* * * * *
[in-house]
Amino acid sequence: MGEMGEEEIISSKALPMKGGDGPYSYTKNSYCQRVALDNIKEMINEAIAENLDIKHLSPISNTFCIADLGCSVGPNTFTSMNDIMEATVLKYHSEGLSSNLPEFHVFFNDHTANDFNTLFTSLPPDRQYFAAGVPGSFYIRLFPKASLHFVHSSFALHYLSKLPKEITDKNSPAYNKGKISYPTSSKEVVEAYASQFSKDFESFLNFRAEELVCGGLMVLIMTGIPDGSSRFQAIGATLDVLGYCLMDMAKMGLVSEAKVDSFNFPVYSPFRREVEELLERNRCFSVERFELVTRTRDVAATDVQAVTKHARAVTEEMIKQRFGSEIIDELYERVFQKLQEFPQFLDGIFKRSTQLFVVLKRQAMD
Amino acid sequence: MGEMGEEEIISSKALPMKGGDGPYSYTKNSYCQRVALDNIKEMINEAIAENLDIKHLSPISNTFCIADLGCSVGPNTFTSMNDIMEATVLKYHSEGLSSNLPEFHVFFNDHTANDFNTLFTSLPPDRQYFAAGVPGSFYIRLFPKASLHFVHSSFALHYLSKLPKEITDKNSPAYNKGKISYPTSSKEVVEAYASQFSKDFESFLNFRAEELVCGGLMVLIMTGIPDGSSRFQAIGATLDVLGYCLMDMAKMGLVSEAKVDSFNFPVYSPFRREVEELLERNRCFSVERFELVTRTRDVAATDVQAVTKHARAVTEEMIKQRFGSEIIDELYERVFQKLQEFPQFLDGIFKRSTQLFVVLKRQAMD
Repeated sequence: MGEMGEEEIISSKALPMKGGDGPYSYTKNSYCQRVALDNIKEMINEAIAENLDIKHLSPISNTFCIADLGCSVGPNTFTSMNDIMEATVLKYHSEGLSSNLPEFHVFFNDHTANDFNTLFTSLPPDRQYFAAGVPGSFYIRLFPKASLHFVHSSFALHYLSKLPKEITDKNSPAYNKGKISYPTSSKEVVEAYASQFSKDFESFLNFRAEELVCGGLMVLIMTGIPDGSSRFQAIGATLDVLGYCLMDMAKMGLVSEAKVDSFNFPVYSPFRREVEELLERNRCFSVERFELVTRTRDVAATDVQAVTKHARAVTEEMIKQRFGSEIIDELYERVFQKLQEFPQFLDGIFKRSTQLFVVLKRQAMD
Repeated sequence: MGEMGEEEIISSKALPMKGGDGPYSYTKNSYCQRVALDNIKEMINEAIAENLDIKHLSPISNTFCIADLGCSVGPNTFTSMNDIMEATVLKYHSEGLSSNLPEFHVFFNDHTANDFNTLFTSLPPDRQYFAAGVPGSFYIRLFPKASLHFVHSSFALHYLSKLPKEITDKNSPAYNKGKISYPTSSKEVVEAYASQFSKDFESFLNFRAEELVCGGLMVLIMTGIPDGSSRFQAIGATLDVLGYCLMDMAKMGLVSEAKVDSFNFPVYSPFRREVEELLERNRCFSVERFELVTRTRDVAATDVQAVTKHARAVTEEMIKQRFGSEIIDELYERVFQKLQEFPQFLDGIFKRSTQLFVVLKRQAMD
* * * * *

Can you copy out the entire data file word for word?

[in-house]
Amino acid sequence: MGEMGEEEIISSKALPMKGGDGPYSYTKNSYCQRVALDNIKEMINEAIAENLDIKHLSPISNTFCIADLGCSVGPNTFTSMNDIMEATVLKYHSEGLSSNLPEFHVFFNDHTANDFNTLFTSLPPDRQYFAAGVPGSFYIRLFPKASLHFVHSSFALHYLSKLPKEITDKNSPAYNKGKISYPTSSKEVVEAYASQFSKDFESFLNFRAEELVCGGLMVLIMTGIPDGSSRFQAIGATLDVLGYCLMDMAKMGLVSEAKVDSFNFPVYSPFRREVEELLERNRCFSVERFELVTRTRDVAATDVQAVTKHARAVTEEMIKQRFGSEIIDELYERVFQKLQEFPQFLDGIFKRSTQLFVVLKRQAMD
Amino acid sequence: MGEMGEEEIISSKALPMKGGDGPYSYTKNSYCQRVALDNIKEMINEAIAENLDIKHLSPISNTFCIADLGCSVGPNTFTSMNDIMEATVLKYHSEGLSSNLPEFHVFFNDHTANDFNTLFTSLPPDRQYFAAGVPGSFYIRLFPKASLHFVHSSFALHYLSKLPKEITDKNSPAYNKGKISYPTSSKEVVEAYASQFSKDFESFLNFRAEELVCGGLMVLIMTGIPDGSSRFQAIGATLDVLGYCLMDMAKMGLVSEAKVDSFNFPVYSPFRREVEELLERNRCFSVERFELVTRTRDVAATDVQAVTKHARAVTEEMIKQRFGSEIIDELYERVFQKLQEFPQFLDGIFKRSTQLFVVLKRQAMD
Repeated sequence: MGEMGEEEIISSKALPMKGGDGPYSYTKNSYCQRVALDNIKEMINEAIAENLDIKHLSPISNTFCIADLGCSVGPNTFTSMNDIMEATVLKYHSEGLSSNLPEFHVFFNDHTANDFNTLFTSLPPDRQYFAAGVPGSFYIRLFPKASLHFVHSSFALHYLSKLPKEITDKNSPAYNKGKISYPTSSKEVVEAYASQFSKDFESFLNFRAEELVCGGLMVLIMTGIPDGSSRFQAIGATLDVLGYCLMDMAKMGLVSEAKVDSFNFPVYSPFRREVEELLERNRCFSVERFELVTRTRDVAATDVQAVTKHARAVTEEMIKQRFGSEIIDELYERVFQKLQEFPQFLDGIFKRSTQLFVVLKRQAMD
Repeated sequence: MGEMGEEEIISSKALPMKGGDGPYSYTKNSYCQRVALDNIKEMINEAIAENLDIKHLSPISNTFCIADLGCSVGPNTFTSMNDIMEATVLKYHSEGLSSNLPEFHVFFNDHTANDFNTLFTSLPPDRQYFAAGVPGSFYIRLFPKASLHFVHSSFALHYLSKLPKEITDKNSPAYNKGKISYPTSSKEVVEAYASQFSKDFESFLNFRAEELVCGGLMVLIMTGIPDGSSRFQAIGATLDVLGYCLMDMAKMGLVSEAKVDSFNFPVYSPFRREVEELLERNRCFSVERFELVTRTRDVAATDVQAVTKHARAVTEEMIKQRFGSEIIDELYERVFQKLQEFPQFLDGIFKRSTQLFVVLKRQAMD